Subversion
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Contains the basic stuff about Subversion, with a get started tutorial of sorts.

Contains the basic stuff about Subversion, with a get started tutorial of sorts.

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Subversion Presentation Transcript

  • 1. Subversion Version Control
    AshrafBaig S (08Mx05)
  • 2. About This Presentation
    • Concepts of version control
    • 3. About Subversion
    • 4. Usage Guide
  • What is version control?
    “Revision control (also know as version
    control, source control or (source) code
    management (SCM)) is the management
    of changes to documents, programs, and
    other information stored as computer
    files.”
  • 5. No Version Control
    • Which version works?
    • 6. Which versions have bug/feature X?
    • 7. What’s the difference between versions?
  • Why Version Control
    • Short-Term / Long-Term Undo
    • 8. Backup & Restore
    • 9. Synchronization
    • 10. Track Changes
    • 11. Track Owner
    • 12. Branching
    • 13. Merging
  • Types of Versioning Systems
    Centralized
    • Client-Server System
    • 14. Repository stored on server
    Decentralized
    • Full decentralized, no server
    • 15. Each user has a copy of the full repository
  • Available Tools
    • CSV
    • 16. Subversion
    • 17. SVK
    • 18. Bazaar
    • 19. Mercurial
    • 20. Git
    • 21. Microsoft Visual SourceSafe
  • Introduction to SVN
    • Cross Platform / Open Source / Free
    • 22. Central repository
    • 23. Atomic commit
    • 24. Availability of free client software / Plugin for most known IDEs
    • 25. Most of Open source hosting sites support it(Microsoft CodePlex, Google Code)
  • Subversion Overview
  • 26. Subversion File System
    One can view the Subversion file system as “three dimensional”. The Subversion filesystem's third dimension is revisions.
    Each revision in a Subversion file system has its own root, which is used to access contents at that revision.
    Files are stored as links to the most recent change; thus a Subversion repository is quite compact. The system consumes storage space proportional to the number of changes made, not to the number of revisions.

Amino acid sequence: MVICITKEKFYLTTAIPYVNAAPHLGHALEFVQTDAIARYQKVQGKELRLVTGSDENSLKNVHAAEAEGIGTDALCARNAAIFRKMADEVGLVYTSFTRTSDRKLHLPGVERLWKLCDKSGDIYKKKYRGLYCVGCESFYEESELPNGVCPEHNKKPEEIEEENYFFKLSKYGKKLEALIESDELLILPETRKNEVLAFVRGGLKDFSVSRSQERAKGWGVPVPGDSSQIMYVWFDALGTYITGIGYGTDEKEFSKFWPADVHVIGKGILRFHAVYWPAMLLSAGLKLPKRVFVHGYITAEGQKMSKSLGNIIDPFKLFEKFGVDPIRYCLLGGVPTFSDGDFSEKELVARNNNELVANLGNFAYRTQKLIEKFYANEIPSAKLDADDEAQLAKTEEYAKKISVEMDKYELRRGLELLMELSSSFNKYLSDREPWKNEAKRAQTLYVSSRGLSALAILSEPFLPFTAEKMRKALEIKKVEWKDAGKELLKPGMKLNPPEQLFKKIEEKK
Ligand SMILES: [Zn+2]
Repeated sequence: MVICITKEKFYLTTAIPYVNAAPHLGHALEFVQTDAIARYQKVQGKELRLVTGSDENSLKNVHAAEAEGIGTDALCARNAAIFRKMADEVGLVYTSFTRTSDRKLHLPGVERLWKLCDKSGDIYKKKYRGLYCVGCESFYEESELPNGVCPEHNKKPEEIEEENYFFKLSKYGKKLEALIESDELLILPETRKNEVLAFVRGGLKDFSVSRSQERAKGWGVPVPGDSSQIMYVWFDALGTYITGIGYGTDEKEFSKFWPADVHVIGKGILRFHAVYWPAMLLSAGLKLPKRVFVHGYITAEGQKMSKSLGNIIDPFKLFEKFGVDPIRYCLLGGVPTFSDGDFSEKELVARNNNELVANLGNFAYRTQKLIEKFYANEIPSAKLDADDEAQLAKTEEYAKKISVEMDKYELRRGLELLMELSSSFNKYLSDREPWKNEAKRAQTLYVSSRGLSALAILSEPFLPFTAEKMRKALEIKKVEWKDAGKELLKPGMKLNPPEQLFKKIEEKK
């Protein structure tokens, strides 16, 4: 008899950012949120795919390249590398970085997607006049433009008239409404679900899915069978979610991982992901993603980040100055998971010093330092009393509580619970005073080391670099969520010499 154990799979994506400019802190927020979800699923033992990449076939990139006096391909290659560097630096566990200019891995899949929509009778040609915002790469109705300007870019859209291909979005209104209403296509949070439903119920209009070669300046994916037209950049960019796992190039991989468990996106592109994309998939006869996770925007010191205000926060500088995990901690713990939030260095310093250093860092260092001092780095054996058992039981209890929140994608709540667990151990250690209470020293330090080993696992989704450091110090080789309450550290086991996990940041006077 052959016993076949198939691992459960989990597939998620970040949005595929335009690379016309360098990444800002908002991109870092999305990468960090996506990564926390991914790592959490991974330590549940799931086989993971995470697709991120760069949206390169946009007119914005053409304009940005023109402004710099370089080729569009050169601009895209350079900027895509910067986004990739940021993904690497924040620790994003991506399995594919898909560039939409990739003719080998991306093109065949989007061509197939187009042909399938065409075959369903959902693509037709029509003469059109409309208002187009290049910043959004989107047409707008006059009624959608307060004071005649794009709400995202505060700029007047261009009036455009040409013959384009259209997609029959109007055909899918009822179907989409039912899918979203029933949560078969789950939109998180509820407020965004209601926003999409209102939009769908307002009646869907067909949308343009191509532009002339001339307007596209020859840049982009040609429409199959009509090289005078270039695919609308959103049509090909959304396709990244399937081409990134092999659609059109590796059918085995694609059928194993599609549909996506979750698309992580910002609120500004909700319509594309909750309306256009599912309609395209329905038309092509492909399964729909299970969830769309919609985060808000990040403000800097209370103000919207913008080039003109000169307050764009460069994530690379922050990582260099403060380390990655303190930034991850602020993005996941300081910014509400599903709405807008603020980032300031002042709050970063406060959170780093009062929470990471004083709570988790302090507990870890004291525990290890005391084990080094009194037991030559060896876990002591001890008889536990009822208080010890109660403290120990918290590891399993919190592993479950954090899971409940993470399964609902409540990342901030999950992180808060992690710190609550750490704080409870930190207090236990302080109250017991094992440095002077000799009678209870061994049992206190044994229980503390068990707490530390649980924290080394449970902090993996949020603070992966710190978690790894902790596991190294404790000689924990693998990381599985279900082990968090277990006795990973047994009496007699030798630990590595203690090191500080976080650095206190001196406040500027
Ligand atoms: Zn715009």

• 27. Subversion Terminology
    • Repository (repo):The database storing the files
    • 28. Working Copy: Your local directory of files, where you make changes
    • 29. Revision: What version a file is on (v1, v2, v3, etc.)
    • 30. Check-out: Download a file from the repo
    • 31. Check-in: Upload a file to the repository (if it has changed). The file gets a new revision number, and people can “check out” the latest one
  • Subversion Terminology
    • Update: Synchronize your files with the latest from the repository. This lets you grab the latest revisions of all files
    • 32. Head: The latest revision in the repo
    • 33. Changelog/History: A list of changes made to a file since it was created
    • 34. Revert: Throw away your local changes and reload the latest version from the repository
  • Advantages
    • Native support for binary files, with space-efficient binary-diff storage
    • 35. Apache HTTP server as network server, WebDAV/DeltaV for protocol
    • 36. File locking for unmerge-able files ("reserved checkouts")
    • 37. Full MIME support - the MIME Type of each file can be viewed or changed
    • 38. Commits are truly atomic operations. Interrupted commit operations do not cause repository inconsistency or corruption
    • 39. Directories, renames, and file metadata are versioned. Entire directory trees can be moved around and/or copied very quickly, and retain full revision history
  • References
    http://en.wikipedia.org/wiki/WebDAV
    http://en.wikipedia.org/wiki/Subversion_(software)
    http://svnbook.red-bean.com/
    http://svn.spears.at/
    Head First Software Development Edition 2 by Dan Pilone. 2008. O’Rielly.
  • 40. Thank You
    Queries